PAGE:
Today in Middle Eastern history: General Allenby comes to Jerusalem (1917)

In a sense, if you're into this sort of thing, the British army's capture of Jerusalem marked a very belated end to the Crusades. I mean, it took a while, but Edmund Allenby was technically a European Christian, and there he was, on December 11, 1917, marching into the city that had been the object … Continue reading Today in Middle Eastern history: General Allenby comes to Jerusalem (1917)

Today in Middle Eastern history: Fatimid Caliph al-Hakim destroys the Church of the Holy Sepulchre (1009)

It would be easy to read the title of this post and think, “See? Muslims persecuting Christians; it’s been going on for over a thousand years!” But that would be unfortunate, because it wasn’t “Muslims” who ordered the destruction of the church that supposedly stands on the site of Jesus’s crucifixion and tomb. It was, … Continue reading Today in Middle Eastern history: Fatimid Caliph al-Hakim destroys the Church of the Holy Sepulchre (1009)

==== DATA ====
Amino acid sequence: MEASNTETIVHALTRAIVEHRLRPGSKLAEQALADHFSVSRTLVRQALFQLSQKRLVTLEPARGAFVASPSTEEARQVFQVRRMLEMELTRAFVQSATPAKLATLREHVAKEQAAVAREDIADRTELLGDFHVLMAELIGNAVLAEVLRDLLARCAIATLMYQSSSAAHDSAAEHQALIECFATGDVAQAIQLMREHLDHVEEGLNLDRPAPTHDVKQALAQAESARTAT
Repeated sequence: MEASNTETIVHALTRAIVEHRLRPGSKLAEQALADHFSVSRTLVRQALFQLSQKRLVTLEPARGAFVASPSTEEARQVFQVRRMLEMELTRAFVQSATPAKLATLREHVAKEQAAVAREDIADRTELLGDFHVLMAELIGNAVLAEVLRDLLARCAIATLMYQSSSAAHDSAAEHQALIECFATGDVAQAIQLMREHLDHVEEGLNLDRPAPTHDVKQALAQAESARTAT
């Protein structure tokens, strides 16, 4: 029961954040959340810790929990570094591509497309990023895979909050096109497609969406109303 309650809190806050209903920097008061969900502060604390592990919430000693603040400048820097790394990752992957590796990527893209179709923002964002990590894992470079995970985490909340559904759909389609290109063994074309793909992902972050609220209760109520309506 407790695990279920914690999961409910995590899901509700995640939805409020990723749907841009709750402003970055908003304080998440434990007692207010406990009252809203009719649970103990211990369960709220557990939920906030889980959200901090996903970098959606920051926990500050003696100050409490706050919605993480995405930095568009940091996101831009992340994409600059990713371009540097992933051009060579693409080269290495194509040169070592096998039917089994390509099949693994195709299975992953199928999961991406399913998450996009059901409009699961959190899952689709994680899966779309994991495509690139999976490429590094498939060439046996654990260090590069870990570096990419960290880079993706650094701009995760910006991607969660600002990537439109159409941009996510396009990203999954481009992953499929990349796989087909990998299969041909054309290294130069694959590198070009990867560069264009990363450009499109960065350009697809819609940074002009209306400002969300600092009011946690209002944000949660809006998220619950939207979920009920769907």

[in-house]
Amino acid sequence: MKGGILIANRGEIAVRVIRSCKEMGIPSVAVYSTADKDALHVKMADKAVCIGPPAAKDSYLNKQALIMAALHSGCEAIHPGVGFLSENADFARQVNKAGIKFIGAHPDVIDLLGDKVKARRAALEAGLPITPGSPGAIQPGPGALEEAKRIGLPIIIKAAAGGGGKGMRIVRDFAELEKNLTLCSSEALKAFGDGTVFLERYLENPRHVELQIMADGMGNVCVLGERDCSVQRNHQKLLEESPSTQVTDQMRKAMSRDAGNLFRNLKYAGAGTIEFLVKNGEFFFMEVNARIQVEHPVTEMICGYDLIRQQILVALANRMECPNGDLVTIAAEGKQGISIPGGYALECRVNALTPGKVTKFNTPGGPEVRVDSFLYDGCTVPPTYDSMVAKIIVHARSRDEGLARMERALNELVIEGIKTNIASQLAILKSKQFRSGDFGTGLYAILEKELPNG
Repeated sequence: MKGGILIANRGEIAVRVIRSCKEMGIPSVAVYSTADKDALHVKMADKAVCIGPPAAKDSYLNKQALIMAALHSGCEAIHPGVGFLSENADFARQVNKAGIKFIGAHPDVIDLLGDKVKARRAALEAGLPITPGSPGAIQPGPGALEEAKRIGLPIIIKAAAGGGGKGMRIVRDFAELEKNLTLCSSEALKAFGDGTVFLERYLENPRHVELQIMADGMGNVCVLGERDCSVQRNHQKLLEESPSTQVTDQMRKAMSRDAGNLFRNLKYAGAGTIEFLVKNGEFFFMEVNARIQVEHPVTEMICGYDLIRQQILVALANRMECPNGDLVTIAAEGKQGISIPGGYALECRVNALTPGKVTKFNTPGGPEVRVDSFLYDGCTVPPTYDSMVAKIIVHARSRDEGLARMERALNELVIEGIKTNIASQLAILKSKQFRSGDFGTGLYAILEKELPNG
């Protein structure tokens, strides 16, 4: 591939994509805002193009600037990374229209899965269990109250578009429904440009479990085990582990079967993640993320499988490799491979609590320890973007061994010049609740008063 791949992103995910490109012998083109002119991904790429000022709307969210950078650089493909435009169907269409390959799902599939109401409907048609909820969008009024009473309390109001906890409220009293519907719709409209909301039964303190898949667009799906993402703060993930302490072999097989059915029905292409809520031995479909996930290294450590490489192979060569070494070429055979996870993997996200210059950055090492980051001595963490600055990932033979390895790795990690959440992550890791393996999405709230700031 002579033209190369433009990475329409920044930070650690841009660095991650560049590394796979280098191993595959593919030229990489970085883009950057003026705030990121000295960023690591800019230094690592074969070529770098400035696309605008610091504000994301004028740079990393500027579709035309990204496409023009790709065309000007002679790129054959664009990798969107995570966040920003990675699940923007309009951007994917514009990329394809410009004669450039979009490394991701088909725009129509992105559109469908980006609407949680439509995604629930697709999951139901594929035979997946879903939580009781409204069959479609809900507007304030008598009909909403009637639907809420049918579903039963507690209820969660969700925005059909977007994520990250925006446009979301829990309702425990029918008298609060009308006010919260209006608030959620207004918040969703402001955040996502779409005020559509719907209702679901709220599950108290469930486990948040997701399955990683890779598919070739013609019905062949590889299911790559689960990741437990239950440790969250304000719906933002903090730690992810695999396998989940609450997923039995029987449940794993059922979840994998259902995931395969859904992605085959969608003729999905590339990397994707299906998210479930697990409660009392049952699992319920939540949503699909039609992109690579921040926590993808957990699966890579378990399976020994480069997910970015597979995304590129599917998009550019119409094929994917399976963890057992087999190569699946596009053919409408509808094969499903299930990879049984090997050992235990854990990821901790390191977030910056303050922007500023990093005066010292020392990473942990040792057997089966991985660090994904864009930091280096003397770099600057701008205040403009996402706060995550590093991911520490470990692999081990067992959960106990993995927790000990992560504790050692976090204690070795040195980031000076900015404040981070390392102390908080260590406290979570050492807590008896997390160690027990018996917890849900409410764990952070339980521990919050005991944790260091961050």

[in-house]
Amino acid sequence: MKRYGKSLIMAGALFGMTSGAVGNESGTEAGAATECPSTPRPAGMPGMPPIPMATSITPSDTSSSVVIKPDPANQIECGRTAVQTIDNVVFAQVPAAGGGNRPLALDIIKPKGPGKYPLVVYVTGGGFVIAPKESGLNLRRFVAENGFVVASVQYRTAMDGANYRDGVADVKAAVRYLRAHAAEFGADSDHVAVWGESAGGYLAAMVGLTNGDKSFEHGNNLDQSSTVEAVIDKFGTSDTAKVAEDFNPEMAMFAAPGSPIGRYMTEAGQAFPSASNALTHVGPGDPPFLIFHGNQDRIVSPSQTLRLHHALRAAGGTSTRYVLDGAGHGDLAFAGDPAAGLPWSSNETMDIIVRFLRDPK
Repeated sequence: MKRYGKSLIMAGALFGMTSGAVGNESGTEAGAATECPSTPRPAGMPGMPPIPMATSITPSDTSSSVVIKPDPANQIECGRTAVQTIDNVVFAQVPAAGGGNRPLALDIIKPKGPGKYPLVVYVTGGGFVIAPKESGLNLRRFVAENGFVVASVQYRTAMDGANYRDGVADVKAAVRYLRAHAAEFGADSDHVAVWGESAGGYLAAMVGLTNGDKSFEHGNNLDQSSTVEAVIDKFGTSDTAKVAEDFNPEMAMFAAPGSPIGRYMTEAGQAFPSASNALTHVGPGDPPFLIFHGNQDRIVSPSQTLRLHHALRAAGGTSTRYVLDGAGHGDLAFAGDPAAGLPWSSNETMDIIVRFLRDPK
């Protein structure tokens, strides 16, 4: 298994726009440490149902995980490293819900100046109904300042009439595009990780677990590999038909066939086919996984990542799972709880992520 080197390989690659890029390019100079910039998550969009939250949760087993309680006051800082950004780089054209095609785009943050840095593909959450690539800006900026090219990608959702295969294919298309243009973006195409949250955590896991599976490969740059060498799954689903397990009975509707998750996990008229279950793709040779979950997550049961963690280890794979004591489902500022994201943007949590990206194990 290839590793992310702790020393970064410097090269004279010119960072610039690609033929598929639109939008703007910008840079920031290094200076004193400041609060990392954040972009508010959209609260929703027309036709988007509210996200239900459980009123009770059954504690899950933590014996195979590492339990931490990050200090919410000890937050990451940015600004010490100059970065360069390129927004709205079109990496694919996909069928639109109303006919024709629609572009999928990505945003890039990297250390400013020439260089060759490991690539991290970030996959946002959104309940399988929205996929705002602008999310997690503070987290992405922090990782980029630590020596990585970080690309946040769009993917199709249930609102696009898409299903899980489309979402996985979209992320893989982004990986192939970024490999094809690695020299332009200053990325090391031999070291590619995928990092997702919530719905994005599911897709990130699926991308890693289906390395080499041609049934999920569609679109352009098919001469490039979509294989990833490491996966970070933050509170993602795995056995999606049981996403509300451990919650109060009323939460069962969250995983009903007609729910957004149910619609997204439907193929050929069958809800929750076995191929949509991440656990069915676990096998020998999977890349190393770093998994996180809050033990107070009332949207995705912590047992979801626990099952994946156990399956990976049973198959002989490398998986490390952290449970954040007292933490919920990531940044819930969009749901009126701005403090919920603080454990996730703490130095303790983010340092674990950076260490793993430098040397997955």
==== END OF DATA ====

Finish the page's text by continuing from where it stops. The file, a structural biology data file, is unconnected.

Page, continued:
Today in Middle Eastern history: Saladin takes Jerusalem (1187)

There are plenty of things wrong with Ridley Scott’s 2005 Crusades epic Kingdom of Heaven. He makes a total hash out of the history of the Kingdom of Jerusalem, for one thing. In Scott’s story, Princess (later Queen) Sybilla (d. 1190) is trapped in an unhappy marriage to the malicious idiot (and later King) Guy of … Continue reading Today in Middle Eastern history: Saladin takes Jerusalem (1187)

Today in Middle Eastern history: the First Crusade captures Jerusalem (1099)

One thing that sets the First Crusade apart from the rest of the Crusades, apart from it being first, is that it actually succeeded. Without qualification, without changing the conditions in the middle of the campaign, the army of the First Crusade accomplished what it set out to accomplish—it captured Jerusalem. Well, OK, what it … Continue reading Today in Middle Eastern history: the First Crusade captures Jerusalem (1099)